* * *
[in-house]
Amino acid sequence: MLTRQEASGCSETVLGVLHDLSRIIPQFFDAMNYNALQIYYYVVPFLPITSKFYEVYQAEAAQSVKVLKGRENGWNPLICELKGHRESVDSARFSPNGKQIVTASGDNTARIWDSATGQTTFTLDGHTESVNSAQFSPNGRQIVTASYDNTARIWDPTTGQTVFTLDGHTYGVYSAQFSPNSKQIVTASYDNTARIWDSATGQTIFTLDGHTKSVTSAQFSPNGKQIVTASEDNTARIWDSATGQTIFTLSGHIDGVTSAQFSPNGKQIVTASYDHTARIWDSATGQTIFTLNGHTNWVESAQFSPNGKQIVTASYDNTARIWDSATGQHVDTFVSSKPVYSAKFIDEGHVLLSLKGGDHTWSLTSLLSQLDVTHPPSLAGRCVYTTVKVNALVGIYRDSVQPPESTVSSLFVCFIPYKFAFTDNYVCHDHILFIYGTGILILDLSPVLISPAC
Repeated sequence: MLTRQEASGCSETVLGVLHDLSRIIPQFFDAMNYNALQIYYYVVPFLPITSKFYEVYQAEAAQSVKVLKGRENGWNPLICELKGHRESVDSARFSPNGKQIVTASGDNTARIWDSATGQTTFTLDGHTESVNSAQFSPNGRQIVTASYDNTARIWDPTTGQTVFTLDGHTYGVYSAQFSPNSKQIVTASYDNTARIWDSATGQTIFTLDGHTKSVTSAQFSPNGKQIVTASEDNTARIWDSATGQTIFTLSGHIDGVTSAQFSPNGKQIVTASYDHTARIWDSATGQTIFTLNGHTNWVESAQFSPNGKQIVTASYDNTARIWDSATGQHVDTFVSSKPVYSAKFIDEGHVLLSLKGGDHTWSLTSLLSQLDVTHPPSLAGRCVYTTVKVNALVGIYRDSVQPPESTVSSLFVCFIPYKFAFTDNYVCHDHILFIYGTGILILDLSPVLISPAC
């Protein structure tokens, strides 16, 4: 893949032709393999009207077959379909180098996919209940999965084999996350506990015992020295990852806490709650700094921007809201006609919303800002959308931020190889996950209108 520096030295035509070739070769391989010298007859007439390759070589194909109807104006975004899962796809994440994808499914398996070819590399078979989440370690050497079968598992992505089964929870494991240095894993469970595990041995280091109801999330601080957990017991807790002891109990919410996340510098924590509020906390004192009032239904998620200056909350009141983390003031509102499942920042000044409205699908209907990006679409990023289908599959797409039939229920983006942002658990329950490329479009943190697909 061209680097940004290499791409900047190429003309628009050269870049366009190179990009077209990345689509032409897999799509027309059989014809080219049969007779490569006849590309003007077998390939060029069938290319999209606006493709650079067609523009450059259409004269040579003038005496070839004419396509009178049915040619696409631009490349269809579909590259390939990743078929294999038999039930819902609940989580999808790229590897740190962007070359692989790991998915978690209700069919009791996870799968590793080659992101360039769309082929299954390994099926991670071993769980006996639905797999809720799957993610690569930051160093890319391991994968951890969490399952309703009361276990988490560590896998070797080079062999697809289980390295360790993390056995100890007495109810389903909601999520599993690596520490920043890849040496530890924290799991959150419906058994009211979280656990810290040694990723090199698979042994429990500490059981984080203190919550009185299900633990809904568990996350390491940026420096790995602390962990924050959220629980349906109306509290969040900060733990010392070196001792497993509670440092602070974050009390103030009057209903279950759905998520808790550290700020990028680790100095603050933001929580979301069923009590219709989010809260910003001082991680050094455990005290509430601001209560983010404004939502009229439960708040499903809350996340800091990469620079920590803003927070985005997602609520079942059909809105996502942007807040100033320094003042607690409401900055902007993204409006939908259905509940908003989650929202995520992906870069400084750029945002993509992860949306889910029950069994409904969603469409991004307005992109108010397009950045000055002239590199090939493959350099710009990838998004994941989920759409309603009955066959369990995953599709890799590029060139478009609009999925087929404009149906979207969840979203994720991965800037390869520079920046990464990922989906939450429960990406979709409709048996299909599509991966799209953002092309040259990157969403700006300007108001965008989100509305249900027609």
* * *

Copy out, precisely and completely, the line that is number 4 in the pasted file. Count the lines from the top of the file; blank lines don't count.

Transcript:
């Protein structure tokens, strides 16, 4: 893949032709393999009207077959379909180098996919209940999965084999996350506990015992020295990852806490709650700094921007809201006609919303800002959308931020190889996950209108 520096030295035509070739070769391989010298007859007439390759070589194909109807104006975004899962796809994440994808499914398996070819590399078979989440370690050497079968598992992505089964929870494991240095894993469970595990041995280091109801999330601080957990017991807790002891109990919410996340510098924590509020906390004192009032239904998620200056909350009141983390003031509102499942920042000044409205699908209907990006679409990023289908599959797409039939229920983006942002658990329950490329479009943190697909 061209680097940004290499791409900047190429003309628009050269870049366009190179990009077209990345689509032409897999799509027309059989014809080219049969007779490569006849590309003007077998390939060029069938290319999209606006493709650079067609523009450059259409004269040579003038005496070839004419396509009178049915040619696409631009490349269809579909590259390939990743078929294999038999039930819902609940989580999808790229590897740190962007070359692989790991998915978690209700069919009791996870799968590793080659992101360039769309082929299954390994099926991670071993769980006996639905797999809720799957993610690569930051160093890319391991994968951890969490399952309703009361276990988490560590896998070797080079062999697809289980390295360790993390056995100890007495109810389903909601999520599993690596520490920043890849040496530890924290799991959150419906058994009211979280656990810290040694990723090199698979042994429990500490059981984080203190919550009185299900633990809904568990996350390491940026420096790995602390962990924050959220629980349906109306509290969040900060733990010392070196001792497993509670440092602070974050009390103030009057209903279950759905998520808790550290700020990028680790100095603050933001929580979301069923009590219709989010809260910003001082991680050094455990005290509430601001209560983010404004939502009229439960708040499903809350996340800091990469620079920590803003927070985005997602609520079942059909809105996502942007807040100033320094003042607690409401900055902007993204409006939908259905509940908003989650929202995520992906870069400084750029945002993509992860949306889910029950069994409904969603469409991004307005992109108010397009950045000055002239590199090939493959350099710009990838998004994941989920759409309603009955066959369990995953599709890799590029060139478009609009999925087929404009149906979207969840979203994720991965800037390869520079920046990464990922989906939450429960990406979709409709048996299909599509991966799209953002092309040259990157969403700006300007108001965008989100509305249900027609």